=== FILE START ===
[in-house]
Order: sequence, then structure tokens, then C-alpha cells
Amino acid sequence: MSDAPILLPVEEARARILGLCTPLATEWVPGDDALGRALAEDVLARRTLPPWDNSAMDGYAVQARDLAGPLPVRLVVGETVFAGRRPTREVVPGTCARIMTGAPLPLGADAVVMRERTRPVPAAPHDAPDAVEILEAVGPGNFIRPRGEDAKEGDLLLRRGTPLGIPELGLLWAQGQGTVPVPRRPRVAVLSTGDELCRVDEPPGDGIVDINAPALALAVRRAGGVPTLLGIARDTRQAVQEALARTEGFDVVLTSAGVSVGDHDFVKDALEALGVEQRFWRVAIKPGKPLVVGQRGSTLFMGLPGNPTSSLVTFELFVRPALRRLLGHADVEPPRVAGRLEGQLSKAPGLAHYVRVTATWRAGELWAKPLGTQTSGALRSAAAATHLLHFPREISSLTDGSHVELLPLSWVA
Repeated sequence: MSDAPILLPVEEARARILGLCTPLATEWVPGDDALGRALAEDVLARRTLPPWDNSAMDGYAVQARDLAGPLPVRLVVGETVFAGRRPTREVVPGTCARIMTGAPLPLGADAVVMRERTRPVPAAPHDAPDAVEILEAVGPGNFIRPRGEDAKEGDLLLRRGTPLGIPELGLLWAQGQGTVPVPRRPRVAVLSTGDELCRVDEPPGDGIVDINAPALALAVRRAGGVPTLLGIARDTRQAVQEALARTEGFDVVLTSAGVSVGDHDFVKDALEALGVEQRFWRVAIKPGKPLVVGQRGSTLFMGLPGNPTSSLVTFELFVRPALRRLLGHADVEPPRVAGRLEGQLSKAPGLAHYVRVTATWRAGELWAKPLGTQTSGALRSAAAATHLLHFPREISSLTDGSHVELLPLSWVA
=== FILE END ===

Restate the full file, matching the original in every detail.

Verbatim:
[in-house]
Order: sequence, then structure tokens, then C-alpha cells
Amino acid sequence: MSDAPILLPVEEARARILGLCTPLATEWVPGDDALGRALAEDVLARRTLPPWDNSAMDGYAVQARDLAGPLPVRLVVGETVFAGRRPTREVVPGTCARIMTGAPLPLGADAVVMRERTRPVPAAPHDAPDAVEILEAVGPGNFIRPRGEDAKEGDLLLRRGTPLGIPELGLLWAQGQGTVPVPRRPRVAVLSTGDELCRVDEPPGDGIVDINAPALALAVRRAGGVPTLLGIARDTRQAVQEALARTEGFDVVLTSAGVSVGDHDFVKDALEALGVEQRFWRVAIKPGKPLVVGQRGSTLFMGLPGNPTSSLVTFELFVRPALRRLLGHADVEPPRVAGRLEGQLSKAPGLAHYVRVTATWRAGELWAKPLGTQTSGALRSAAAATHLLHFPREISSLTDGSHVELLPLSWVA
Repeated sequence: MSDAPILLPVEEARARILGLCTPLATEWVPGDDALGRALAEDVLARRTLPPWDNSAMDGYAVQARDLAGPLPVRLVVGETVFAGRRPTREVVPGTCARIMTGAPLPLGADAVVMRERTRPVPAAPHDAPDAVEILEAVGPGNFIRPRGEDAKEGDLLLRRGTPLGIPELGLLWAQGQGTVPVPRRPRVAVLSTGDELCRVDEPPGDGIVDINAPALALAVRRAGGVPTLLGIARDTRQAVQEALARTEGFDVVLTSAGVSVGDHDFVKDALEALGVEQRFWRVAIKPGKPLVVGQRGSTLFMGLPGNPTSSLVTFELFVRPALRRLLGHADVEPPRVAGRLEGQLSKAPGLAHYVRVTATWRAGELWAKPLGTQTSGALRSAAAATHLLHFPREISSLTDGSHVELLPLSWVA